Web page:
The massive marches against racial injustice and police violence after 2020's killings of Breonna Taylor, George Floyd and Ahmaud Arbery. Protests on Native American land against the Dakota Access pipeline. The January 6 insurrection at the U.S. Capitol.
Arguably, these three events have little in common with each other, except that now they've inspired some bad ideas and worse legislation in a number of statehouses and on Capitol Hill most, although not all, from Republicans that would criminalize one of the most fundamental rights in American democracy, to dissent against the government.
The biggest gut punch to the American Experiment came last week in Kentucky, which just this Saturday marked the one-year anniversary of the senseless killing of Louisville's Taylor, a 26-year-old ER technician who was gunned down in a police drug raid gone horribly wrong. It's bad enough that none of the responding officers has been charged in her death. But now state legislators in conservative Kentucky, which has seen continuous protests since the killing, have advanced a law of dubious constitutionality to make it illegal to say bad things to a cop.
The bill that the Kentucky Senate passed last week makes it a misdemeanor to taunt a police officer, with words or gestures, "that would have a direct tendency to provoke a violent response from the perspective of a reasonable and prudent person." In the past, state jurists and the U.S. Supreme Court have cited the 1st Amendment in finding that it's not a crime to say rude things or even curse at a police officer, but now the Bluegrass State is saying that if you flip the bird at a cop and he tries to bash in your skull, the whole thing was your fault.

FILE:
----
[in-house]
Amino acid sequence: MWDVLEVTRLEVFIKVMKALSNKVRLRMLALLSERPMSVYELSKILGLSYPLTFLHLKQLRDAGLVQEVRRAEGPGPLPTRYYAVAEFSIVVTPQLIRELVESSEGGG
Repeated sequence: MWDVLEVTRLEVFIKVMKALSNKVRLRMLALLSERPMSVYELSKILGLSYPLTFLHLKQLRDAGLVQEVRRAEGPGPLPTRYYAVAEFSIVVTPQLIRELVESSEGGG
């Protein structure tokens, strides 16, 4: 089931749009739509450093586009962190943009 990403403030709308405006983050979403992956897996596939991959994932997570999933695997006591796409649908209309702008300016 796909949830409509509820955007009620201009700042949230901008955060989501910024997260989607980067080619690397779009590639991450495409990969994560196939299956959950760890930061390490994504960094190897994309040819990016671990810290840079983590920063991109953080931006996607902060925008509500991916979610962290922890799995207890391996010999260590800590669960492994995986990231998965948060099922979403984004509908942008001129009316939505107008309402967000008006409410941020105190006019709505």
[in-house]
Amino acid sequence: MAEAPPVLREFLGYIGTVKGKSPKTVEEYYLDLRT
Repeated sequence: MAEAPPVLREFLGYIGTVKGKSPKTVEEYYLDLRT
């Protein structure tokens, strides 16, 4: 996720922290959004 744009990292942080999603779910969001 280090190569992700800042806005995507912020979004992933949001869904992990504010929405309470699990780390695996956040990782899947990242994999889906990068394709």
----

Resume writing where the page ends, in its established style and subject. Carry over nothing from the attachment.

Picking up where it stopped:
Although the anti-taunting-the-police provision garnered the most headlines, the Kentucky bill also expands the definition of illegal protest while strengthening the penalties for "rioting" and making it harder to get out of jail, and it even includes some vague language intended to thwart the "defund the police" movement. If the bill passes the state House and is signed by the state's Democratic governor, Andy Beshear (an uncertain prospect), it would surely put more people behind bars for protesting the killing of Breonna Taylor than people who actually killed her.